After making it up the hill, we did a two-mile loop by the Please Touch Museum before heading back down the hill we’d just come up. It was nice to see the runners heading down the hill as I ascended, because I knew the descent was in the future. A Strava segment going down the hill called “down champions climb” was 0.32 miles with a -3.5 percent grade, and that I was able to run at a 10:41 pace.
After that, we crossed the Schuylkill River again and made another lollipop-type loop, this one around the Fairmount Park athletic fields. Before making it to the loop, I decided to stop for the bathroom again, and lost a small amount of time before seeing the condition of the porta-potty and deciding to wait for the next one. You know a porta-potty must be in bad shape when a runner decides not to use it on the course. There were other runners being picky at this stop because not all of them had toilet paper, but another runner was trying to get them going. I made it to another one during the loop, my second bathroom break of the race.
After the loop, I ended up running near an extremely encouraging runner who was pumping up the people who were running the other direction. He said he was racing in every state, and he would have 38 left to go after this one. Another runner near us said she was running her last marathon — Philadelphia had been her first and would be her last.
We entered an out-and-back section on Kelly Drive to loud, enthusiastic cheering. For me, this was by far the toughest part of the course. The out-and-back began at Mile 16 and continued until almost Mile 25. There was some crowd support, but it was more spread out, and the scenery was pretty similar for most of the out-and-back. I liked the fall leaves and the Schuylkill River, but knowing we were heading out for more than four miles and then would be turning around to run almost the same four miles again was tough — there was one slight section that was different.
At one point, I heard someone encouraging a runner who was heading the other direction that there was only a 5K left to go. However, I still had 8.5 miles. It seemed that most of the “out” part of the out-and-back was a gradual uphill, though there were some downhills. I figured being so close to the water, it would be flat. However, I kept it in mind that I would get the downhill that the runners going the other direction were getting.
The turnaround was in Manayunk, which offered the first different scenery we’d had in a while and looked like a cool neighborhood. There was also a Philadelphia Marathon mural near the entrance to Manayunk. Someone held a sign about starting the “Manayunk 10K.”
I’d slowed down and done a decent amount of walking, but I thought a sub-5:30 finish might still be in reach. I tried to pick it up on the downhills and flats. Originally, I’d been thinking I would go for sub-5:15, but the more walking I had to do, the more out of reach that got.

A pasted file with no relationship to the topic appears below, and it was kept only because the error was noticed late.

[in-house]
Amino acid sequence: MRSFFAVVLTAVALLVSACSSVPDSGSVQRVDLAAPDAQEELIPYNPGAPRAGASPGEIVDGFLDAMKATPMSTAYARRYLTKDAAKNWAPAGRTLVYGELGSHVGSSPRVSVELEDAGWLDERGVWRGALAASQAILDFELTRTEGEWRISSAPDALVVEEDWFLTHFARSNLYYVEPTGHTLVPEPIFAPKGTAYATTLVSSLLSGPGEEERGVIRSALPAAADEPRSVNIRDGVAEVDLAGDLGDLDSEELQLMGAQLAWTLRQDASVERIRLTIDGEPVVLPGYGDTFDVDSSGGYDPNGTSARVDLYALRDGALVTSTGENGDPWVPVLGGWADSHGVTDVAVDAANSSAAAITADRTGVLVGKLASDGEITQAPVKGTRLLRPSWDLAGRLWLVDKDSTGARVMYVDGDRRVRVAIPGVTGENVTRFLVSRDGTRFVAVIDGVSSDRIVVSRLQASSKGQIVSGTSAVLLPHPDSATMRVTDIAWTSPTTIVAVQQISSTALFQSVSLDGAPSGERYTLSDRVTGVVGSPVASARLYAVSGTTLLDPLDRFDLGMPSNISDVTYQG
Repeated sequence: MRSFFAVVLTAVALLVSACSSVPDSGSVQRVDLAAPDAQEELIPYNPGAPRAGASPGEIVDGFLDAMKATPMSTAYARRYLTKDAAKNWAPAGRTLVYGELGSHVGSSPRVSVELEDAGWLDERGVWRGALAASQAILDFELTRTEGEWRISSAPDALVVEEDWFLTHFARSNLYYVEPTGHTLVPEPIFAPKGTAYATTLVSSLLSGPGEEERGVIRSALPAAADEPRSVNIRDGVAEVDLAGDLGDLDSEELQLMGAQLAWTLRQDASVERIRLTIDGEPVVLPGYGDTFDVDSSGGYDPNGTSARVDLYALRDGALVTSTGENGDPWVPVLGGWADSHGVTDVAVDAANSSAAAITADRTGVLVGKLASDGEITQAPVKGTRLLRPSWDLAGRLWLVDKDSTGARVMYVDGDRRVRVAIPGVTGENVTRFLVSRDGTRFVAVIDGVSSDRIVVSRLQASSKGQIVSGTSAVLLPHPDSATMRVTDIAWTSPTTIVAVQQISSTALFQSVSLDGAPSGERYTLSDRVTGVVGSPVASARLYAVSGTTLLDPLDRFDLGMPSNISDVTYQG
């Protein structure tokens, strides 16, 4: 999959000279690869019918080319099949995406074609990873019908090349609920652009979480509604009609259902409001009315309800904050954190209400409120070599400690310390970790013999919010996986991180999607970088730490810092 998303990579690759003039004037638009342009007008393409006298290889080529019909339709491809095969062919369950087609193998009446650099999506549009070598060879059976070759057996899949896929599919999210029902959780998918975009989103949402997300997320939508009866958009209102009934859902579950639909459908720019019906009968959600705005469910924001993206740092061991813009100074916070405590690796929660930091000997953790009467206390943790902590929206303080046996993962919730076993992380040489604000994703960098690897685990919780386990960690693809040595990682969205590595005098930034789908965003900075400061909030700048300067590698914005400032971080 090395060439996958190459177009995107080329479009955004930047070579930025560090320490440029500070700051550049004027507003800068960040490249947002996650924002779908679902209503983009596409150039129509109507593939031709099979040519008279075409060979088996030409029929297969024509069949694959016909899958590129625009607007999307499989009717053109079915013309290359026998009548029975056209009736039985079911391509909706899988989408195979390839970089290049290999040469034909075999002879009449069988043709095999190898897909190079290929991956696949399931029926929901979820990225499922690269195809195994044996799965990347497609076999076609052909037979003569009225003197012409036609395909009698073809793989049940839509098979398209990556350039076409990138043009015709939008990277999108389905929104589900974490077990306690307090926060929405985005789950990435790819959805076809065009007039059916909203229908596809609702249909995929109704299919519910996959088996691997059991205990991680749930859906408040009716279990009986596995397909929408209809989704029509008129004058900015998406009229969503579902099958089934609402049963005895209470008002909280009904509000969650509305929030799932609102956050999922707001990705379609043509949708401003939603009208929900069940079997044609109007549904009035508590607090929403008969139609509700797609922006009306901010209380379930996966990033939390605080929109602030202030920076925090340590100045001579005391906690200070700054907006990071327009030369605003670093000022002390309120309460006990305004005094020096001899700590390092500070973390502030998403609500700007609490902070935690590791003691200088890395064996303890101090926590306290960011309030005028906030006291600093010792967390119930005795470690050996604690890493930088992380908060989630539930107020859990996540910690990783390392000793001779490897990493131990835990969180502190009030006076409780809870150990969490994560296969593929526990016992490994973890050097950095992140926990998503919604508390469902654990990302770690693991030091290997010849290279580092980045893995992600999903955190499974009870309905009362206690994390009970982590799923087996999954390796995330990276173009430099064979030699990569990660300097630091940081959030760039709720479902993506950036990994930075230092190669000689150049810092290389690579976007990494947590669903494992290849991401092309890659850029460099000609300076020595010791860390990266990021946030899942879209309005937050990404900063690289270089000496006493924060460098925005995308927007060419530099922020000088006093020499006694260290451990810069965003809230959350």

As I continued back on the out-and-back, there weren’t anywhere near as many runners heading the opposite direction this time. Along the way, I got to see Jill, who mentioned she’d be out there cheering, twice, and Rachee, a fellow BibRave Pro, who was also out there cheering. I also saw BibRave Pro Joe as he ran back as I was heading out.
As I ran, I also got to see John, Vanessa and Greg, who I know through Beast Pacing. It was nice to see several people I knew even though it wasn’t a local-for-me race.
Along the way, my watch had gotten off from the mile markers, which happens in all races — it’s more pronounced for me the longer a race is. During the “back” section of the out-and-back, I was hitting the mile markers about 0.4 miles after I hit each mile on my watch. However, I gave the last bit of the race what I had, as I knew it would be over soon.
After finishing the out-and-back section, the last mile-plus was also on Kelly Drive. As I saw the finish line coming into view, I realized I would very likely be seeing a 5:34 finish. I knew that my slowest marathon finish was a 5:34 at the Marine Corps Marathon in 2019, so I pushed as hard as I could so that I could try to not run my slowest marathon. My final time was 5:34:20, 25 seconds faster than I ran my marathon in Washington, D.C./Arlington. I ended up with 26.64 miles on my watch — not uncommon for a large race, as can be difficult to follow the tangents, there are plenty of people on the course, and there were also tall buildings that could have interfered with GPS.
I received my gold finisher medal with a ringing Liberty Bell and picked up some post-race food, finding a spot to sit on the ground near Greg and a couple of his friends. Someone I was sitting by afterward talked to me about how strong my push was at the end, which was nice to hear. After having a banana and a few sips of water and sitting there for a little bit, I got a few photos and made the slow walk back to my Airbnb.
On the way back, there were a few men hanging out by the sidewalk I was walking on. One asked if I finished, and I said yes. Another asked what place I got. I thought there were 20,000 people running (that was probably for the whole weekend), so I guessed 15,000 or 16,000 something. But then I figured I would look it up. When I checked that day, I was 6,665th. I figured there may be some adjustments after race day, and now I see that I came in 6,688th.